That first reason that this is a bad idea leads directly to the second reason this is a bad idea.  If no one really cares and there is only one team in that Group of 5 every once in a while that can “play with the big boys”, then no one will pay attention to a tournament.  Oh, there will be faux attention paid just so the schools at the “kiddies’ table” get enough of the faux attention to stay at the kiddies’ table and be happy that they are there.  This playoff idea is like planting the seeds of an environment wherein the Group of 5 teams become a permanent underclass in the football hierarchy but they cannot complain because they have their tournament to focus attention on themselves.

Division 1-AA has a tournament.  Other than times when a player like Randy Moss comes from that tournament or when Carson Wentz becomes the overall #2 pick in the NFL Draft, does the Division 1-AA tournament create any goosebumps for anyone outside the school communities of the teams involved?  I’ll pose the same question about the Division II and the Division III national playoffs:

 

If you are reading this rant here, you must have some basic level of interest in sports and so you are the perfect audience to respond to this question, “Do you care even a little bit who wins or who is “snubbed” by not being invited to the Division II and/or the Division III football tournament brackets?”

 

Some say that this tournament idea can bring money to the Group of 5 schools that will give them the chance to “graduate” and compete with the “big boys”.  That is nonsense.  The amount of money that the CFP brings into the conferences involved in the top tier of Division 1-A football will dwarf the pittances that the Group of 5 tournament might draw in one’s wildest imagination.  Second, this will soon become the “Miss Congeniality” Prize for the smaller programs and will almost immediately take any and all of them out of consideration for participation in one of the bigger New Year’s Day Bowl Games – where there is real money involved.  I am confident that if I were to say awake for 72 consecutive hours I could come up with a worse idea for the Group of 5 teams.  I am not about to do that; I am, however, going to say that they better not get what they seem to be wishing for.

About 35 years ago, I was the President of the PTA for my sons’ elementary school.  Yes, I did that for an entire year and did not commit sufficient mayhem or physical violence that I was arrested and/or charged with some sort of violation of the law.  One of the debates ongoing at that time in our county was the extent to which classes in the school system should be offered in various languages.  Foreign languages were never my favorite courses in school and I am only proficient in two languages:

  1. English – and –
  2. Profane.

As my year-in-the-box progressed, there was a suggestion by a group of parents that the school system offer algebra taught in their culturally native language.  That is where I got off the train.  I asked for – and was granted – a time slot where I could address the school board and whatever other local politicians may have been in attendance at this open meeting.  Here is a paraphrase of what I told the school board that evening:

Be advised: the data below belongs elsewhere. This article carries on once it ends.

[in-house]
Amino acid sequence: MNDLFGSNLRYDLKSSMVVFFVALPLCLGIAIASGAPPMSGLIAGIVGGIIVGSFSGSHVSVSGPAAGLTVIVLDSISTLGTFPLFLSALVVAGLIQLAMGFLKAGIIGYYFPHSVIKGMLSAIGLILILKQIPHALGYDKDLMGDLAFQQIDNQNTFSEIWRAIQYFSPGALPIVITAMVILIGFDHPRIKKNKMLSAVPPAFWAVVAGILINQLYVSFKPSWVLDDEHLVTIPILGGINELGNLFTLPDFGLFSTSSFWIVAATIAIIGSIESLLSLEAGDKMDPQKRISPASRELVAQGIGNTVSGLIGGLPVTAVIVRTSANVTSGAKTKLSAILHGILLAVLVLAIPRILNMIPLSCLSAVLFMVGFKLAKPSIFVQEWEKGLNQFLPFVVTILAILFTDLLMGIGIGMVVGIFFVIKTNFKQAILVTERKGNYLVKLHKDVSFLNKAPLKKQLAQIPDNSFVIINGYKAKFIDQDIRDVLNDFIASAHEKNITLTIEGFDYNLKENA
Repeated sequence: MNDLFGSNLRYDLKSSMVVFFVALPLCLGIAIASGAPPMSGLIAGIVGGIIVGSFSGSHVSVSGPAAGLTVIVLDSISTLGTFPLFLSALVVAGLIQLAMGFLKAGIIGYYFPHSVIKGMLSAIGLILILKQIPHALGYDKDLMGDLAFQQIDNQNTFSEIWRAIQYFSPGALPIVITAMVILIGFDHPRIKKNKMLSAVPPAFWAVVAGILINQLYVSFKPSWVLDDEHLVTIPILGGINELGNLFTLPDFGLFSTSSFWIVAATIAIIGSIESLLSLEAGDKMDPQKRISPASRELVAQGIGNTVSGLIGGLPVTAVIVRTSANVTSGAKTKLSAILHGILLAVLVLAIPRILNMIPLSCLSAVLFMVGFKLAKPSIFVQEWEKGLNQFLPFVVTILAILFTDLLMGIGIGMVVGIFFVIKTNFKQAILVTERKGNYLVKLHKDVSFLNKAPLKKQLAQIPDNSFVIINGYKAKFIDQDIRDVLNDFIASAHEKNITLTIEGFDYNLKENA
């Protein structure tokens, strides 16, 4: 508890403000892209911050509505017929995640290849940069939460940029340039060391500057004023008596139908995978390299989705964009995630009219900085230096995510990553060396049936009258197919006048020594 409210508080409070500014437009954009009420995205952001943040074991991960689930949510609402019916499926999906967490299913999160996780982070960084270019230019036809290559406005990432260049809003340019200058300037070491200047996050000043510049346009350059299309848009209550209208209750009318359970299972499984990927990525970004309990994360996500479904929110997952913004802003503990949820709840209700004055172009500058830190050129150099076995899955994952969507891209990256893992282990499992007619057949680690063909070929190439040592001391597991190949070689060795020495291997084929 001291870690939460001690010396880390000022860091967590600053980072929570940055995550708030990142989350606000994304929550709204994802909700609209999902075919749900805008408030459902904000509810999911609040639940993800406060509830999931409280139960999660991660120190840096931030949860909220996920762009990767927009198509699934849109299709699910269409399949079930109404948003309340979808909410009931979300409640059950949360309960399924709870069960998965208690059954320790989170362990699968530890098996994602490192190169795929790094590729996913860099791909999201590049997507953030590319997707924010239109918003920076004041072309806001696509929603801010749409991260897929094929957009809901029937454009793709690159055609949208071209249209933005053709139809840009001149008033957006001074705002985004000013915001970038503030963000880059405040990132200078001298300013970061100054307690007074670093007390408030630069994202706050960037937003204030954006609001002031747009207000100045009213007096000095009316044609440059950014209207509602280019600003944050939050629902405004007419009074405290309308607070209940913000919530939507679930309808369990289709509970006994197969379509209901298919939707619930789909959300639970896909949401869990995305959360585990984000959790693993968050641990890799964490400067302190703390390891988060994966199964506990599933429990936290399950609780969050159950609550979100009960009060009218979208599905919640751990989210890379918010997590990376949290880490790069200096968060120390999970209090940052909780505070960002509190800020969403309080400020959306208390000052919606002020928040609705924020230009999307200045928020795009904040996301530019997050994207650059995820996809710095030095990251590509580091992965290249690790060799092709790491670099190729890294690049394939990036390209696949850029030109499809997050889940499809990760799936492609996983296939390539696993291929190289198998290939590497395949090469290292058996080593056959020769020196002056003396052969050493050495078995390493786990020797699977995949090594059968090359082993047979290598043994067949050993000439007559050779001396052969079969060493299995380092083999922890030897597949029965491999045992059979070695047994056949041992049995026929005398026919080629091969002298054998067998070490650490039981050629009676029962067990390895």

I hope you realize what you might actually be doing if you were to consider the idea of teaching algebra to high school students in something other than English.  What you would be doing is to lay the foundation for those students to become a permanent underclass in the US.  Like it or not, the fact of the matter is that the language of the generic economy and society here in Virginia – and in almost all of the US – is English.  Being bilingual – or even multi-lingual – is an asset for students, but they also have to know English to succeed – or to have an equal shot at success.  You can teach them lots of courses in lots of languages, but if you try to pretend that mathematics is something they can only learn in their “culturally native language” you are consigning these students to second-class citizenship.

[Aside: The Chair of the School Board happened a black woman.  She reacted to my closing statement.]  If I were an evil person and my intention was to consign a subset of the population to the status of “permanent underclass”, the first thing I would do would be to give them as poor an education as I could and to fill their time in school with things that will not be useful to them in the economy and the society that they will have to try to succeed in.  For a while, this country did that with slaves in the South until most of us figured out that was not the way to go.  If you pay more attention to feelings than you do to reality and your responsibilities as overseers of education, you will start down that path again.  Don’t do it.

 

Change the issue from teaching algebra in something other than English to high school students in the US to the idea of a minor-league football playoff and the outcome is similar.  If the Group of 5 wants to be sure they are never taken seriously and have a permanent seat at the kiddies’ table of college football, then this idea for their playoff is a great way to head on down that road.  No one is going to travel a thousand miles to see that championship game in person and precious few are going to tune on TV.  Imagine the burning interest in the game leading up to that championship contest.  This is an idea whose time has not yet come and is not going to come…

Finally, here is a comment from Brad Rock in the Deseret News regarding one of already existing minor bowl games that would compete with a “Group of 5 Tournament” for attention: